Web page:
August 22, 2023
In July, surgeons at New York University (NYU) Langone Health performed a xenotransplantation of a genetically altered pig kidney into a patient declared dead by neurologic criteria; last week, NYU Langone announced that the kidneys were continuing to function optimally after more than 1 month.
This operation and continued function represent a milestone in kidney xenotransplantation as the longest period that a gene-edited pig kidney had functioned in a human, which may have significant implications for the hundreds of thousands of patients across the US who are waiting for kidney transplants and facing a shortage of human organs.
The procedure was led by Robert Montgomery, MD, DPhil, FACS, the H. Leon Pachter, MD Professor of Surgery, chair of the Department of Surgery, and director of the NYU Langone Transplant Institute. The patient will continue to be observed through mid-September as part of this study.
“This work demonstrates a pig kidney—with only one genetic modification and without experimental medications or devices—can replace the function of a human kidney for at least 32 days without being rejected,” Dr. Montgomery said. He previously performed the world’s first genetically modified pig kidney transplant into a deceased human in 2021.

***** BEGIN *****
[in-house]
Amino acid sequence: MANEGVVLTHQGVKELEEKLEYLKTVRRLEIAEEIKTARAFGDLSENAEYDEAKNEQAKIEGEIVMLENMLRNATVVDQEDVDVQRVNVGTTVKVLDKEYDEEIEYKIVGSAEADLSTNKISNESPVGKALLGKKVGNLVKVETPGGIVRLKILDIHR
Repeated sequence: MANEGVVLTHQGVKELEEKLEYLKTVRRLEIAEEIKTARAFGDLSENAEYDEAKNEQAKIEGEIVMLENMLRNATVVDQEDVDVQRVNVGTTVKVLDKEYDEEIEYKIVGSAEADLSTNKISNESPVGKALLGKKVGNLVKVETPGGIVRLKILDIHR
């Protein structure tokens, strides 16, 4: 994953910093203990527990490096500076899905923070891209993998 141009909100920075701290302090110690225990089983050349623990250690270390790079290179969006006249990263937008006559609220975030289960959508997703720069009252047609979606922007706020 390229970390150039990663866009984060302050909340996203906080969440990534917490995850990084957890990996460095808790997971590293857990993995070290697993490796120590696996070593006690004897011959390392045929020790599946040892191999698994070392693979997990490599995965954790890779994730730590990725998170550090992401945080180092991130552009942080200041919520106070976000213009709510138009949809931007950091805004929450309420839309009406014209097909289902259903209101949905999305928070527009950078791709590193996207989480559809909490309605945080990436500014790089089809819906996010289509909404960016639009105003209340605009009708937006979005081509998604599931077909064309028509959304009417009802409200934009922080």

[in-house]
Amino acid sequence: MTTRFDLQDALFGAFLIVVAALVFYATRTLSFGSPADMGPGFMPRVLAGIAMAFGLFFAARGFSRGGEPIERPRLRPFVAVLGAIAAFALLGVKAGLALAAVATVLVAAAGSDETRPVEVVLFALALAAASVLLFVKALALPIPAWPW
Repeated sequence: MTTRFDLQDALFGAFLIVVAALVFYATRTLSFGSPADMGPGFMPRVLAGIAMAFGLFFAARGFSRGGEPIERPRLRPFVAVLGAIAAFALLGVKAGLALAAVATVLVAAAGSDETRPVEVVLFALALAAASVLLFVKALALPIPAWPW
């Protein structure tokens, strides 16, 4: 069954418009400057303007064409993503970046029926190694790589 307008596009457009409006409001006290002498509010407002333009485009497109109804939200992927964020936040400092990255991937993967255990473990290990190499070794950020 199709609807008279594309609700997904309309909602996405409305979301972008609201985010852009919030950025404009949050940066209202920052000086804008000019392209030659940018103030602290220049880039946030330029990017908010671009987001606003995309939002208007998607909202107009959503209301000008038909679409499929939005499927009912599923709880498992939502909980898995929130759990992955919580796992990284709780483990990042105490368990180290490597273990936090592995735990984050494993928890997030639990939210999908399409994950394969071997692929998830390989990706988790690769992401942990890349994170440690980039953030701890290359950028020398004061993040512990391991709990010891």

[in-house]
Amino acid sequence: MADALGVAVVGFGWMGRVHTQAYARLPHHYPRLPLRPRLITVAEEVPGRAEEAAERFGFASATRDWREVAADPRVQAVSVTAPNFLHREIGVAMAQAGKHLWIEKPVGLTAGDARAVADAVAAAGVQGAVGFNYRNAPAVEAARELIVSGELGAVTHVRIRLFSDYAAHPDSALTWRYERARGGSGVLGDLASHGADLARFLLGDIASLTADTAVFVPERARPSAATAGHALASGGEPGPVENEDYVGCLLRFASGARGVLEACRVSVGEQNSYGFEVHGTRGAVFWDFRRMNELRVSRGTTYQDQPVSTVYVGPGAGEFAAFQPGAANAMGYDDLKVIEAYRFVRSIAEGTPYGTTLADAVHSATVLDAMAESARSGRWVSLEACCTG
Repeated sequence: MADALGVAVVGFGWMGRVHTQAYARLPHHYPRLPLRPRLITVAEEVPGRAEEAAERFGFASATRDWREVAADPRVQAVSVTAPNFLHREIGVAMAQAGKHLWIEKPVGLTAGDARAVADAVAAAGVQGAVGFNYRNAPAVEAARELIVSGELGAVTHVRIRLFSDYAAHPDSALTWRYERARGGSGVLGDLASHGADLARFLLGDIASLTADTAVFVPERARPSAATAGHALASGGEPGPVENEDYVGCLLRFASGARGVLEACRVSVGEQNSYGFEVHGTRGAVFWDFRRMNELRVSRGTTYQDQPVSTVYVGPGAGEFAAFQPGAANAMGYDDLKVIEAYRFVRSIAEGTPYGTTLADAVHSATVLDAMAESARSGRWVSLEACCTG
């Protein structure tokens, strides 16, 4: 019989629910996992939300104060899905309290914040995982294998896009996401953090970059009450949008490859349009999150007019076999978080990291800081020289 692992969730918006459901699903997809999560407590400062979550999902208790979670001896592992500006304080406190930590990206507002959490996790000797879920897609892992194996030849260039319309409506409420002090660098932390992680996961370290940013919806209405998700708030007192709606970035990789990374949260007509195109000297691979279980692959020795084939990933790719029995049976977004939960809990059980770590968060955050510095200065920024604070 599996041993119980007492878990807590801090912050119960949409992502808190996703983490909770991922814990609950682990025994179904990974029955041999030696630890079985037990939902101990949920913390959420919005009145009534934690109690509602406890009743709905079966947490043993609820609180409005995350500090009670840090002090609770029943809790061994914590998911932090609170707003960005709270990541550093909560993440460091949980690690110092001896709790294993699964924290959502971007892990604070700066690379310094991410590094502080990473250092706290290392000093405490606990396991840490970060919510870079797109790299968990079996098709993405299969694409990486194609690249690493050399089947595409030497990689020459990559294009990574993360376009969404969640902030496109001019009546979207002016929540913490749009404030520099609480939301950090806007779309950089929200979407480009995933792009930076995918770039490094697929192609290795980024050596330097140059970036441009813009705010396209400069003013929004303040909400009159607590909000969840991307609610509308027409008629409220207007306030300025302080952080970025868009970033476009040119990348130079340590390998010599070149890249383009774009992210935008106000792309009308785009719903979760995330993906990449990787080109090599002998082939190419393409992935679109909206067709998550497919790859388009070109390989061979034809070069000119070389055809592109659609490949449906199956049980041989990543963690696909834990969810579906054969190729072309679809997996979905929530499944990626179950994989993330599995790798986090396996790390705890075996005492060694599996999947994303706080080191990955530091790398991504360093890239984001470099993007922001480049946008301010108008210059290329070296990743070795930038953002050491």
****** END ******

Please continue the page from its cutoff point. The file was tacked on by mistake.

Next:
The success of the kidney transplant depended on a large team, including geneticists who deactivated the gene that would lead to hyperacute rejection of the foreign species organ. To prevent delated rejection, the pig’s thymus gland was embedded in the outer layer of the kidney.
Xenotransplantation of gene-edited porcine organs has been advancing quickly in recent years, and Fellows have been at the forefront. In 2022, Bartley P. Griffith, MD, FACS, director of the cardiac transplant program at University of Maryland Medical Center in Baltimore, transplanted a genetically modified pig heart into a living patient. The patient lived for 60 days after the procedure, and it was determined that a porcine virus was likely responsible for their death, and not organ rejection.
Dr. Griffith will discuss his work on xenotransplantation at the Clinical Congress 2023 John H. Gibbon Jr. Lecture in Cardiothoracic Surgery.